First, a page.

Institute for Apprenticeships and Technical Education
• A modular approach to study would help attract more mid-career apprentices yet a fully ‘hop-on-hop-off’ approach is effectively precluded by the current framework for funding and by apprenticeship Standards. IfATE should review its policies to explore ways to introduce greater flexibility.
• Degree apprenticeship Standards can be too narrow. IfATE must ensure that development of Standards is a more open and ongoing evolution, allowing greater input from learning providers before and after the establishment of the Standards. Ensuring that SME voices are heard in the development of degree apprenticeships is a real opportunity to ensure the sector will be inclined to engage in the delivery of apprenticeships.
• IfATE must ensure that the development of Standards is a more open and ongoing evolution, allowing greater input from learning providers before and after the establishment of the Standards. This may lead to potential conflict with those employers that have an objective to develop deeper specialisms, but it should be recognised that an apprenticeship that fails to serve the long-term interests of the apprentice will not be in the interests of the employer either.
• IfATE must conduct a continuous process of reviewing under-utilised Standards or those used by only a small number of employers. Where necessary, steps should be taken to ensure that, unless they serve a niche role, Standards have broad applicability to multiple employers. Apprenticeships should promote flexible employability skills and skills across different and ever-changing areas of engineering. With this in mind, IfATE should ensure Standards always align with pathways towards professional recognition.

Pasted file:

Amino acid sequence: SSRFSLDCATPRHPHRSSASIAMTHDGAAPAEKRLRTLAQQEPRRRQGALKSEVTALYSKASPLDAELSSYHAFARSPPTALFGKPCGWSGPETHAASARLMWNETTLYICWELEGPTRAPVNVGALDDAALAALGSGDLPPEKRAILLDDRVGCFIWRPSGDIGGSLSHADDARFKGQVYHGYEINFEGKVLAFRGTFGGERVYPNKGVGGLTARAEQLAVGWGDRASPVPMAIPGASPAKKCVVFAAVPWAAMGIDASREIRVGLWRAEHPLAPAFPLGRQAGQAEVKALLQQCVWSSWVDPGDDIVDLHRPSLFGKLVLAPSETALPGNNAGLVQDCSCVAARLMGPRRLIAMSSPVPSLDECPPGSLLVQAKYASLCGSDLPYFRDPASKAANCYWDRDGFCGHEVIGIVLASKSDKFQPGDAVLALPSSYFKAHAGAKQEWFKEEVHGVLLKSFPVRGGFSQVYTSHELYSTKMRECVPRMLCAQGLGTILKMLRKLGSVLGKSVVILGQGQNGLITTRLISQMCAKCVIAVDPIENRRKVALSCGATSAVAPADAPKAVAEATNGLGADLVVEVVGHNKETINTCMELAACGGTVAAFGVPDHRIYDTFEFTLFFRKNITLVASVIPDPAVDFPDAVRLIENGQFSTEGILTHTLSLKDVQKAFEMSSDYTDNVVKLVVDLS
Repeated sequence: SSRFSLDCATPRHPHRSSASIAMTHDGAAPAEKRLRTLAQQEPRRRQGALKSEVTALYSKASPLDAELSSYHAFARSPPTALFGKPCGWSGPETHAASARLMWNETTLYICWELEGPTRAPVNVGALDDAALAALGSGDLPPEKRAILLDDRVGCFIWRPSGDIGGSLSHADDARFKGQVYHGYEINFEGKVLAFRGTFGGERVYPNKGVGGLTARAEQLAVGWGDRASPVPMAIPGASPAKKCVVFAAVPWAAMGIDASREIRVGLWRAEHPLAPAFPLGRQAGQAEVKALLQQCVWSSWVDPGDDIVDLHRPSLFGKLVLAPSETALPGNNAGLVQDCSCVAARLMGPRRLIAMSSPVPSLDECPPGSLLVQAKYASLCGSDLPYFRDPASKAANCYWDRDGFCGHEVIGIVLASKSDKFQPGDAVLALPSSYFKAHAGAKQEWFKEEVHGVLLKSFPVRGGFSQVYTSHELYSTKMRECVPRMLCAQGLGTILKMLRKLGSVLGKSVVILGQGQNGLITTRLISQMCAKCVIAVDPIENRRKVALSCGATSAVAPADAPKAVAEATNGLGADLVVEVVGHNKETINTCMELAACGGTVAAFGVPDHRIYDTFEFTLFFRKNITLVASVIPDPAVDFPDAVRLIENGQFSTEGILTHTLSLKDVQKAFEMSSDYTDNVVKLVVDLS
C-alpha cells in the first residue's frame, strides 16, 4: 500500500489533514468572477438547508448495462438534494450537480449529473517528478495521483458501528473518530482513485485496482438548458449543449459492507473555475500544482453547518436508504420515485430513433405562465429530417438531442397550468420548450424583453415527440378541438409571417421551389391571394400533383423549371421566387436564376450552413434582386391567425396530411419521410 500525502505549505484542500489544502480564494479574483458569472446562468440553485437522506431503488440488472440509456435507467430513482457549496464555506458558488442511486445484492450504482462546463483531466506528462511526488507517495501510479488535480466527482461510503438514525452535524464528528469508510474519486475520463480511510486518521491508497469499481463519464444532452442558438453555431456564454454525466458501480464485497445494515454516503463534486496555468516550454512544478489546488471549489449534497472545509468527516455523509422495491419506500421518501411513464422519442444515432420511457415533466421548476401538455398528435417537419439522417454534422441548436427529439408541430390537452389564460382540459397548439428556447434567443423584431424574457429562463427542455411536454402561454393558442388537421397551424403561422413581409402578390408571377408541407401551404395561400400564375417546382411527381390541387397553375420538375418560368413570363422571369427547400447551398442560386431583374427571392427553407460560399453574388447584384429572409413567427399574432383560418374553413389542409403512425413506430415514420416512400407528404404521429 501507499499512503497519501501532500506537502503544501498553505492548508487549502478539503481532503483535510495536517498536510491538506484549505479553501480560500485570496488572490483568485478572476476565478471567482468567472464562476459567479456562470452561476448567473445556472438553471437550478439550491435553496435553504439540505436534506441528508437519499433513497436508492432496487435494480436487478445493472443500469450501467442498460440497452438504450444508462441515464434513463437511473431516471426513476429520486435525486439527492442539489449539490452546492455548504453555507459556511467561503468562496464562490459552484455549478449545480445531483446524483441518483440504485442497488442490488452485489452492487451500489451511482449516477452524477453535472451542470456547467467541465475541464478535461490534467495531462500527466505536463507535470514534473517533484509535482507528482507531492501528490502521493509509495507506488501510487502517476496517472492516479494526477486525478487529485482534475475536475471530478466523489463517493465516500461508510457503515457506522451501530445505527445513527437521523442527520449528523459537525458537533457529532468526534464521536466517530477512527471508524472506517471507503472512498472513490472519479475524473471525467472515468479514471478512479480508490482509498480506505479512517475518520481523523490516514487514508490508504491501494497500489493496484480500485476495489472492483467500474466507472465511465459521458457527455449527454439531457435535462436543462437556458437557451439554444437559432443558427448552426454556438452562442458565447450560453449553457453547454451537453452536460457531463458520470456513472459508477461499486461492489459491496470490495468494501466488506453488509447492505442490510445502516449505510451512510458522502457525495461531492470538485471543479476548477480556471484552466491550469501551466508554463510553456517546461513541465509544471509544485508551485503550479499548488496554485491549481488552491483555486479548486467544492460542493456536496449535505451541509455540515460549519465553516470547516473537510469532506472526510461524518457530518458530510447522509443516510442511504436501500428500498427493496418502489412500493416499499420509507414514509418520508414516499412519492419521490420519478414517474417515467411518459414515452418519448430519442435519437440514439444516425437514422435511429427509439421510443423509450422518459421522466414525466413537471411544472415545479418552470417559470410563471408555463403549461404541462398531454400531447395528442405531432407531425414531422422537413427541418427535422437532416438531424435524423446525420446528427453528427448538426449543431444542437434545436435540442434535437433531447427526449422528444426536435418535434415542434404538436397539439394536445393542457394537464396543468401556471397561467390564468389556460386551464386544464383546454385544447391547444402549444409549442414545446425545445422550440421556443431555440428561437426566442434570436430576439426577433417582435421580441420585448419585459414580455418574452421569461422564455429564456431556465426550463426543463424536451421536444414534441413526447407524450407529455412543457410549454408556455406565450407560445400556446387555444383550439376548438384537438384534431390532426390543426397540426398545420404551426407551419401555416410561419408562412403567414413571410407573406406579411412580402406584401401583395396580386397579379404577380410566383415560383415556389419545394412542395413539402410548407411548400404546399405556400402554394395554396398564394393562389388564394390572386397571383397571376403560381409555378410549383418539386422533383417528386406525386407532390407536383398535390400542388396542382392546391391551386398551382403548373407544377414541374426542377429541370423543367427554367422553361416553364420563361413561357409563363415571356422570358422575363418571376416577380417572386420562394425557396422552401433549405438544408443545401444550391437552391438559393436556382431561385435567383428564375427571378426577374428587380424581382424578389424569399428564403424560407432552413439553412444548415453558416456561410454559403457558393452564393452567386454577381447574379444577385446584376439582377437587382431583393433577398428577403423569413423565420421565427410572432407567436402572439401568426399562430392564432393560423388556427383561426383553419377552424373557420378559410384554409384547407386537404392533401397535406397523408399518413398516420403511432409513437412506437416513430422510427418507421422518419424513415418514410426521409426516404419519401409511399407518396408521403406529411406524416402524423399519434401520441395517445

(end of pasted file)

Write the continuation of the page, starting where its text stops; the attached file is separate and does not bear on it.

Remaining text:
• If research demonstrates that the Standards fail to protect – and enhance – parity of esteem, then the Government must be prepared to raise the funding for engineering degree apprenticeships permanently to avoid damage to their reputation. The DfE must ensure the future of post-18 education funding considers support for degree apprenticeships.
• The fact that degree apprenticeships are employer-led must not create an incentive to train apprentices simply for a specific job, but rather for a career.
Regulatory and professional bodies
• Regulatory and professional bodies must give consideration to where in the sector additional professional registration assessors will come from and opportunities to streamline the process for degree apprentices who achieve their degrees and pass their End Point Assessments (EPAs).
Office for Students
• Apprentices should participate in the national Student Survey (NSS) and OfS must consider how to recognise apprenticeships in the TEF. Due consideration needs to be given to the potential impact on benchmarks for HEIs that provide a large number of apprenticeships.
• Degree apprenticeships should be explicitly considered as part of the OfS’s strategy for wider access, participation and retention. This will entail closer alignment of collaborative outreach strategies with the Government’s Careers Strategy in terms of working with employers to deliver effective outreach and working with schools to deliver outreach that encourages learners to find the pathways that suits them best.
• The OfS should support the Gatsby Benchmarks in terms of working with employers to deliver effective outreach and working with schools to deliver outreach that encourages learners to find the pathways that suits them best.